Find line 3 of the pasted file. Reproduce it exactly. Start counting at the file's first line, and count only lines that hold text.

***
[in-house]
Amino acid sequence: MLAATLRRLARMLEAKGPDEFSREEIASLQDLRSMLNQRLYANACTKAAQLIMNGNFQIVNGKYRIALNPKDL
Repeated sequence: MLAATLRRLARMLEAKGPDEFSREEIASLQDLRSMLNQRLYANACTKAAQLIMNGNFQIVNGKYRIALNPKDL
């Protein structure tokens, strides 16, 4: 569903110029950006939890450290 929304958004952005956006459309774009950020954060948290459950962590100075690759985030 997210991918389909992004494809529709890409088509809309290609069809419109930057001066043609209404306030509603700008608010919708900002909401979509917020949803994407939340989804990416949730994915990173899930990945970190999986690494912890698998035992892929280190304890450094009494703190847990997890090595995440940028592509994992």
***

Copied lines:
Repeated sequence: MLAATLRRLARMLEAKGPDEFSREEIASLQDLRSMLNQRLYANACTKAAQLIMNGNFQIVNGKYRIALNPKDL